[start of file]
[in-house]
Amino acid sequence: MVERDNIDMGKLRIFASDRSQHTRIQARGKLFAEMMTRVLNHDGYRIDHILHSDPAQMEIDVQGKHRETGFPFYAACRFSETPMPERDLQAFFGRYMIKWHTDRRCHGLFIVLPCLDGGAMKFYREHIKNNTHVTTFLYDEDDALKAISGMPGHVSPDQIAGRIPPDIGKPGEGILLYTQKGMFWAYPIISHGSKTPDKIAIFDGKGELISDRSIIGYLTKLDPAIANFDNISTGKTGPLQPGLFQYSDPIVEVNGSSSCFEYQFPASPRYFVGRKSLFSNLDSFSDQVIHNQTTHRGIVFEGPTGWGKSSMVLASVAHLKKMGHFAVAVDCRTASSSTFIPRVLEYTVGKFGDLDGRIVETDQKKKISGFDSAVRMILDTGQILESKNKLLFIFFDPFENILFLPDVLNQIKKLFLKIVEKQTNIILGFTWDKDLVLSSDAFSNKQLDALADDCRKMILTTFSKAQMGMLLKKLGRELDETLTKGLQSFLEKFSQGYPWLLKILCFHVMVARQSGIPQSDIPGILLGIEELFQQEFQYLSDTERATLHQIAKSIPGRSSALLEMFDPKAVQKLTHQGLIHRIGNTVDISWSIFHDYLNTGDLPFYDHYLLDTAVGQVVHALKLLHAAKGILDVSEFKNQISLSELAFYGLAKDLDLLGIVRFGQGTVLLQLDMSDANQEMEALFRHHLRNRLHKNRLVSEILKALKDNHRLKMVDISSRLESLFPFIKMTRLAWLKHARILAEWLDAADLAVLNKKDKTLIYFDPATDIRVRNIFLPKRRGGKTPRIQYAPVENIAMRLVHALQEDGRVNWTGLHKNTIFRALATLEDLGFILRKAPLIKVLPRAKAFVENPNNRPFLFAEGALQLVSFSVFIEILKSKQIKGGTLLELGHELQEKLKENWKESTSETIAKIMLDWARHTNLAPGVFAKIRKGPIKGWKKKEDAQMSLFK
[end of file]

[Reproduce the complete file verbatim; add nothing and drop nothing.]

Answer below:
[in-house]
Amino acid sequence: MVERDNIDMGKLRIFASDRSQHTRIQARGKLFAEMMTRVLNHDGYRIDHILHSDPAQMEIDVQGKHRETGFPFYAACRFSETPMPERDLQAFFGRYMIKWHTDRRCHGLFIVLPCLDGGAMKFYREHIKNNTHVTTFLYDEDDALKAISGMPGHVSPDQIAGRIPPDIGKPGEGILLYTQKGMFWAYPIISHGSKTPDKIAIFDGKGELISDRSIIGYLTKLDPAIANFDNISTGKTGPLQPGLFQYSDPIVEVNGSSSCFEYQFPASPRYFVGRKSLFSNLDSFSDQVIHNQTTHRGIVFEGPTGWGKSSMVLASVAHLKKMGHFAVAVDCRTASSSTFIPRVLEYTVGKFGDLDGRIVETDQKKKISGFDSAVRMILDTGQILESKNKLLFIFFDPFENILFLPDVLNQIKKLFLKIVEKQTNIILGFTWDKDLVLSSDAFSNKQLDALADDCRKMILTTFSKAQMGMLLKKLGRELDETLTKGLQSFLEKFSQGYPWLLKILCFHVMVARQSGIPQSDIPGILLGIEELFQQEFQYLSDTERATLHQIAKSIPGRSSALLEMFDPKAVQKLTHQGLIHRIGNTVDISWSIFHDYLNTGDLPFYDHYLLDTAVGQVVHALKLLHAAKGILDVSEFKNQISLSELAFYGLAKDLDLLGIVRFGQGTVLLQLDMSDANQEMEALFRHHLRNRLHKNRLVSEILKALKDNHRLKMVDISSRLESLFPFIKMTRLAWLKHARILAEWLDAADLAVLNKKDKTLIYFDPATDIRVRNIFLPKRRGGKTPRIQYAPVENIAMRLVHALQEDGRVNWTGLHKNTIFRALATLEDLGFILRKAPLIKVLPRAKAFVENPNNRPFLFAEGALQLVSFSVFIEILKSKQIKGGTLLELGHELQEKLKENWKESTSETIAKIMLDWARHTNLAPGVFAKIRKGPIKGWKKKEDAQMSLFK